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THE RIGHT HONOURABLE
FRANCIS RAWDON HASTINGS,
Earl of Moira, Baron Rawdon, &c. &c.
THE UNITED DOMINIONS CONTAIN NOT A TRUER PATRIOT;
WHO COULD DISTINGUISH HIMSELF BY HIS PEN,
NO LESS THAN BY HIS SWORD AND HIS ELOQUENCE,
THE FIRST VOLUME.
Sect. II. From the death of Sir William Temple, to the time of
IN presenting to the public a new edition of the Works
of so well known and popular a writer as Dr. SWIFT, it would be equally unjust and invidious to withhold the preliminary observations of men high in esteem for critical sagacity, who on former occasions have not disdained to undertake the office of ushering the Dean's writings into the world. These, therefore, will be found collected into one point of view in the General Preface.
From a large accumulation of useful materials (to which the present Editor had contributed no inconsiderable share, and to which in 1779 he annexed a copious index to the Dean's works, and a chronological list of the epistolary correspondence) a regular edition in seventeen volumes was in 1784 compiled by the late Mr. Sheridan; to whom the former biographers were collectors of materials; and who prefixed an excellent life of the Dean, which no man was better qualified than himself to undertake. This renders it unnecessary to enter farther on that subject, than merely to observe, in the words of a late worthy friend,* that, "if we deduct somewhat from report, which is apt to add to the oddities of men of note, the greatest part of his conduct may be accounted for by the common operations of human nature-Choler," Lord Bacon observes, 'puts men on action; when it grows adust, it turns to melancholy.' In Swift, that humour seems to have been predominant; governed, however, even in his younger days, by a fund of good sense, and an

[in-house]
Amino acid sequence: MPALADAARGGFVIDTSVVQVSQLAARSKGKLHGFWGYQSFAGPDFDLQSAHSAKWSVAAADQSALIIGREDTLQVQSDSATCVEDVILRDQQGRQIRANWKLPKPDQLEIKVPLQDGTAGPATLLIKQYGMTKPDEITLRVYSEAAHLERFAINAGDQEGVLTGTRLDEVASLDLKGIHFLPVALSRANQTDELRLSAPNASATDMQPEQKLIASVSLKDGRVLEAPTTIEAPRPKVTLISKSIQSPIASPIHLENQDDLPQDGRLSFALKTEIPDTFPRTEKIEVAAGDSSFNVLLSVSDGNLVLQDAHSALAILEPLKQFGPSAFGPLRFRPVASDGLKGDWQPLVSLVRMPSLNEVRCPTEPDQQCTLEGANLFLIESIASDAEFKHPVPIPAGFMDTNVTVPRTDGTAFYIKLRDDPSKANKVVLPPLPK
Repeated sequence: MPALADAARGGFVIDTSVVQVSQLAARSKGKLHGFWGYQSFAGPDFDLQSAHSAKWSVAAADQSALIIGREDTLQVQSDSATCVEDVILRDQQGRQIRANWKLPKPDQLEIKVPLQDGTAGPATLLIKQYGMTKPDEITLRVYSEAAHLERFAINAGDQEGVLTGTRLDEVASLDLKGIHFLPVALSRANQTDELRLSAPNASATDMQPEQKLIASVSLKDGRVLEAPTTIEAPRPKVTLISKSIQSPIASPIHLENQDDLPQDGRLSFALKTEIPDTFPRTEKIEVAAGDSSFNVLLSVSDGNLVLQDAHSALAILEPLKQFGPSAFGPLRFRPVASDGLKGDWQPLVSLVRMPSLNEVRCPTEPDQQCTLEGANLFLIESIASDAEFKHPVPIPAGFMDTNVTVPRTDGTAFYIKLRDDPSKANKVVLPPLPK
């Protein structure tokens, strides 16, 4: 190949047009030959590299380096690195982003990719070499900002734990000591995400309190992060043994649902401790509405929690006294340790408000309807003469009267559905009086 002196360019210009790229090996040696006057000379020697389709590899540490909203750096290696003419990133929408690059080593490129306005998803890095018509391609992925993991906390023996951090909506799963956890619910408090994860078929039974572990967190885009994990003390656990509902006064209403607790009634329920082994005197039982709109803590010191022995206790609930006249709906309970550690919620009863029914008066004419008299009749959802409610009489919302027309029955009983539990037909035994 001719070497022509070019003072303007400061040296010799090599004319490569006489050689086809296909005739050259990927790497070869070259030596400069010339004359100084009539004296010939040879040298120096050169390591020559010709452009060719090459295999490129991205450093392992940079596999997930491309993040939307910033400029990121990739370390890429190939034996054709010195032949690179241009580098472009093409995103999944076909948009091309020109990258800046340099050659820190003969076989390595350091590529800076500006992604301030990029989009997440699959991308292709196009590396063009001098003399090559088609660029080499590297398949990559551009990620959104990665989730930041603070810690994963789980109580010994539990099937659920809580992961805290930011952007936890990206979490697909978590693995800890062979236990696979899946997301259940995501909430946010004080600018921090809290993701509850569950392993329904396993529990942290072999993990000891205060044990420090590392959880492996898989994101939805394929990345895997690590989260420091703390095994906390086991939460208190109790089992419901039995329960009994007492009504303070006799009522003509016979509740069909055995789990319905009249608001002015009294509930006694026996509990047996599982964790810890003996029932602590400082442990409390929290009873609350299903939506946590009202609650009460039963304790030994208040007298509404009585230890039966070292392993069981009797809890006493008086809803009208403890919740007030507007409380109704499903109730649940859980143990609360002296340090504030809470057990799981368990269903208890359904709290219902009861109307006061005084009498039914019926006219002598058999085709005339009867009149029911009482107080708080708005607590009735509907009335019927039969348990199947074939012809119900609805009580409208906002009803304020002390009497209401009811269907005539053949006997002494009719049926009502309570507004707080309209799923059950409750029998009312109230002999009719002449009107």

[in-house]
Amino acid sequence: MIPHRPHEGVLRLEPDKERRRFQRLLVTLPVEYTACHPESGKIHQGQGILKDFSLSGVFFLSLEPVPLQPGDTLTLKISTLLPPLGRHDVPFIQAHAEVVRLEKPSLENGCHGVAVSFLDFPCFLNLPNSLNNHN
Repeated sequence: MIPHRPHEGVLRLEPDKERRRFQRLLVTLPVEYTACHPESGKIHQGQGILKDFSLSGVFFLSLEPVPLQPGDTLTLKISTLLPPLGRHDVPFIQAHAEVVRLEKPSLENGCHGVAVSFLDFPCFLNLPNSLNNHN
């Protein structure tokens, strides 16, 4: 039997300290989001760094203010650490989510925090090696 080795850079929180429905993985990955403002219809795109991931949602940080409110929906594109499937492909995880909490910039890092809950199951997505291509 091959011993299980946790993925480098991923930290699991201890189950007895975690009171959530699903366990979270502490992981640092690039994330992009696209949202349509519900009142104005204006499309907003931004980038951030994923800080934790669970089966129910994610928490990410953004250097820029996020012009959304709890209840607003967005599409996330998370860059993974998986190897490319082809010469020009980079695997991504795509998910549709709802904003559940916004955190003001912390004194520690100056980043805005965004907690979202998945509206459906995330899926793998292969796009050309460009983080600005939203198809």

* Mr. Bowyer, the justly celebrated printer.